For the past 10 years, Gerald Tyner has looked forward to seeing tobacco buyout payments arrive.
“When they had the buyout, I won’t expecting that much out of it,” Tyner said.
But the guaranteed money coming into Tyner’s family farming operation has made a difference. The buyout payments, or Tobacco Transition Payments as they’re officially known, end this year.
About three weeks ago, tobacco growers and former tobacco quota holders received roughly 95 percent of their anticipated buyout payment. The remaining 5 percent will arrive at some point after Oct. 1 when the new federal budget year takes effect.
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Last fall there was a risk that 7.2 percent of this year’s buyout payment would be held due to federal budget issues. But buyout payment recipients learned in January the full amount of money would be coming, just maybe not all in one payment.
Under the tobacco buyout provisions, former quota holders receive $7 for each pound of tobacco quota they owned at the time the federal tobacco program ended in 2004. Tobacco growers receive $7 for each pound of tobacco quota they owned and $3 for each pound of tobacco grown during the course of the last three years of the federal program for a total of $10 per pound.
In 1999, The Wilson Times took an in depth look at the key role tobacco has always played here in Wilson County and at what the future might bring.
The outlook for tobacco farming was about the gloomiest ever in the late 1990s. In 1998, the federal government cut the tobacco quota 16.5 percent. Coupled with a 17.5 percent quota cut in 1999, tobacco farmers were hit with basically a 34 percent annual income cut in a two-year period alone.
The federal tobacco program regulated how much tobacco farmers could grow each year. The program also included price supports that helped keep prices farmers received for their tobacco from fluctuating so wildly. Still, tobacco quota gains or cuts were decided based on whatever the outlook and demand for U.S. grown tobacco happened to be at that time.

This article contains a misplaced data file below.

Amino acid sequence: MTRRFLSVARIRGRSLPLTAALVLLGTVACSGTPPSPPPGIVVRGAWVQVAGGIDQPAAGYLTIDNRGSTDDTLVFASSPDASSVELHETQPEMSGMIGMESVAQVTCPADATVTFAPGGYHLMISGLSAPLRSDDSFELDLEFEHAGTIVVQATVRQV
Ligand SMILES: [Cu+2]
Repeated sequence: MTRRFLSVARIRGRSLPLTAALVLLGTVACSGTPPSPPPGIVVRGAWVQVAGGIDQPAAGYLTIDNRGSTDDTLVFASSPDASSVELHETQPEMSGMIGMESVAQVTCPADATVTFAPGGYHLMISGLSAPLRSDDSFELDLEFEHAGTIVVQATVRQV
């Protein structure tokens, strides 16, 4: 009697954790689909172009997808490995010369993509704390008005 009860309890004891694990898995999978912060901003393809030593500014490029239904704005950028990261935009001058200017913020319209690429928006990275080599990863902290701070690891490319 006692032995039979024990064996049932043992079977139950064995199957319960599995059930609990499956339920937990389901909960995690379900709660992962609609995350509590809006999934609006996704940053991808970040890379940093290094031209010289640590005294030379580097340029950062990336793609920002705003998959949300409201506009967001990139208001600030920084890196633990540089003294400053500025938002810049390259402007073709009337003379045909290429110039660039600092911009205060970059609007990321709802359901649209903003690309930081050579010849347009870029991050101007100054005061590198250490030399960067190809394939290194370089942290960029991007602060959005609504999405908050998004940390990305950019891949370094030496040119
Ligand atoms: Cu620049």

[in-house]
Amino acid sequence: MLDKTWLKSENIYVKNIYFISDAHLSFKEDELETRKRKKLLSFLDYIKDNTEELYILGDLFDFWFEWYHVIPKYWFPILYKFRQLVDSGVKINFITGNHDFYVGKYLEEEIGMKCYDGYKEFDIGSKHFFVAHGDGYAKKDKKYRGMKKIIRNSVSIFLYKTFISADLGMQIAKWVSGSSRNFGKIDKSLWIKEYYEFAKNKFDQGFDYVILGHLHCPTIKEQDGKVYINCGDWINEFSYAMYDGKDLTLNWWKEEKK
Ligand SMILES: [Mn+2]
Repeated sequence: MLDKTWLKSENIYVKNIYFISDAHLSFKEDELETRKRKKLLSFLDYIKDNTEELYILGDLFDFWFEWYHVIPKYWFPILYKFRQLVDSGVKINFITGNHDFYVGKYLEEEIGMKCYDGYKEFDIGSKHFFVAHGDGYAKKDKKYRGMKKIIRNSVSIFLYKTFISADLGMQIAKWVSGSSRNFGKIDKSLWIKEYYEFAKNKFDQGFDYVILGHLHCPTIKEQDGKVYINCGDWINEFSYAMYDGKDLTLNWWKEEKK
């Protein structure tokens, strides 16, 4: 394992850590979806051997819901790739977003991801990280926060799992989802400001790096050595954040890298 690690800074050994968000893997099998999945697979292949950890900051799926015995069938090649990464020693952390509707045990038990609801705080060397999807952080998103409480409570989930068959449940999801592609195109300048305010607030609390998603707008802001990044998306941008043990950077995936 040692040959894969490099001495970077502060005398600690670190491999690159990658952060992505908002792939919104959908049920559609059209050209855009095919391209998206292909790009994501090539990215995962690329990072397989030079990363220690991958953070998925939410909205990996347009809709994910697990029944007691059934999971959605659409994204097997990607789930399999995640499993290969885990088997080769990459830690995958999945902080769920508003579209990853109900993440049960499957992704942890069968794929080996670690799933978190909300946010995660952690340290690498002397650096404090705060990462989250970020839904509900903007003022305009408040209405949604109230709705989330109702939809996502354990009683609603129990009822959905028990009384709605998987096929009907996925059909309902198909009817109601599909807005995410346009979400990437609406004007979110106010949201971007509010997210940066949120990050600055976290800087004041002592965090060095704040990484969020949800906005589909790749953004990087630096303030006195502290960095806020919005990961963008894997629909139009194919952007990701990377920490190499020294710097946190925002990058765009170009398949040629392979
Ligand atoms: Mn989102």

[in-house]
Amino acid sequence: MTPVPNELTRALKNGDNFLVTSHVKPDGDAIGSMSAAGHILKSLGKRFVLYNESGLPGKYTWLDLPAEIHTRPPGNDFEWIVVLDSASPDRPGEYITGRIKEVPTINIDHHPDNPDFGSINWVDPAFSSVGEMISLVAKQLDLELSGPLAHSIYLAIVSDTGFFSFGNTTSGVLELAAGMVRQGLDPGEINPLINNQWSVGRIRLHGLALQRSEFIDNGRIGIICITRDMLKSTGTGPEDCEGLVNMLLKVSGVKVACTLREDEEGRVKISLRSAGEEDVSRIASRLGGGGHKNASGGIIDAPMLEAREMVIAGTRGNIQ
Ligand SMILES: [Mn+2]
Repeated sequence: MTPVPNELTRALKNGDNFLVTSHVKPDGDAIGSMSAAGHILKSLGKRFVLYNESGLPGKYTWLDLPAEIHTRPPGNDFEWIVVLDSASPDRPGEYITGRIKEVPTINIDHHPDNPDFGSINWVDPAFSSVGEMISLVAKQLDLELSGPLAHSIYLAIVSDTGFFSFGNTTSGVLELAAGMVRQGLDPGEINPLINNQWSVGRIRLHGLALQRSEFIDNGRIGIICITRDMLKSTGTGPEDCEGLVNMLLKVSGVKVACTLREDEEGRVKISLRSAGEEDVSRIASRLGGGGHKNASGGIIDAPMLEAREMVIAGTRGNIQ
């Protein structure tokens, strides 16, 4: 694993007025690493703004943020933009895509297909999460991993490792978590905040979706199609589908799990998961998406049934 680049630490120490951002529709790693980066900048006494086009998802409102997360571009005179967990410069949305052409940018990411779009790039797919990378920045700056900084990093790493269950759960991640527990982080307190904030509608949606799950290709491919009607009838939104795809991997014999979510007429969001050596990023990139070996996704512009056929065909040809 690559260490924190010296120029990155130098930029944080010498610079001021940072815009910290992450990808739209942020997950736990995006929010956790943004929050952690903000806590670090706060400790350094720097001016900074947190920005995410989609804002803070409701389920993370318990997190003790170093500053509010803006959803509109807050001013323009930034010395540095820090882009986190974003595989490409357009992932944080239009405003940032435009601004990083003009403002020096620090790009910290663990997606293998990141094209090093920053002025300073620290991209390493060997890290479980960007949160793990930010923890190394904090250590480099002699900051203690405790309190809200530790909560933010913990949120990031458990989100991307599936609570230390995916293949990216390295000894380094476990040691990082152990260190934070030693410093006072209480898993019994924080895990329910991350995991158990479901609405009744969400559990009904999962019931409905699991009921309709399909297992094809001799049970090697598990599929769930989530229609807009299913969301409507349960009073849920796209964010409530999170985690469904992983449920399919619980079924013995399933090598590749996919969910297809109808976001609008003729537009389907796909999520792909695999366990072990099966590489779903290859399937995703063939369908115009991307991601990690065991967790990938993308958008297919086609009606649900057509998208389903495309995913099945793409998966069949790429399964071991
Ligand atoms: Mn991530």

In the late 1990s, a weakened global economy and a decrease in demand for domestic cigarettes were driving the quota cuts that left many tobacco farmers with curing barns and other equipment sitting idle even though payments were owed.
In 1998, tobacco giants Brown and Williamson, Lorillard, Liggett Group and R.J. Reynolds entered into what’s known as the National Tobacco Settlement with states where the companies were fighting lawsuits over health issues related to smoking. The whole tobacco industry was under attack. And the end of the federal tobacco program and subsequent buyout payments were yet to come.
Farmers faced uncertain years that included more quota cuts, the closing of all but one tobacco auction warehouse on the Wilson market and the shift to contracting directly with tobacco companies until the tobacco buyout details were hammered out and approved in 2004 ending the federal tobacco program in place since the 1930s.
Back in 1999, Tyner was in his early 50s and farming with his eldest son, Gerald Tyner Jr. The two were tending 71 acres of tobacco. The tobacco quota cuts of 1998 and 1999 had taken away the equivalent of 40 acres of tobacco from the family.
“I had bought my poundage myself,” Tyner said.
But after the first round of buyout payments arrived in 2005, Tyner was able to recoup money he had invested buying tobacco pounds.
“I was kind of happy to get a buyout,” Tyner said.
Years when things went well with the tobacco crop, Tyner invested the buyout money in land. Years when the tobacco crop didn’t turn out so well, Tyner invested the buyout money in equipment and other things.
Tyner also used the buyout money to recoup the financial loss he sustained due to tobacco quota cuts in the late 1990s.
Today, Tyner is in his 60s, but not necessarily closer to retirement. He’s still very much an integral part of this family farming operation located in the Town Creek area of Wilson County near Elm City.
Tyner’s youngest son, Donnie, joined the family business officially in 2012 so three families now count on the dollars raising and selling the golden leaf brings in. In 2012, the Tyners planted 400 acres of tobacco. Tyner said they now have 500 acres of tobacco.
Even though the buyout payments are ending, Tyner foresees the family operation continuing into the future.
“The only thing we can do is keep on farming,” Tyner said. “Tobacco has always kind of brought us along. I raised a family on 15 acres of tobacco.”
But that’s simply not economically possible these days.
“We’ve increased a little bit every year,” Tyner said. “I think all the farmers have. We have to tend more acres.”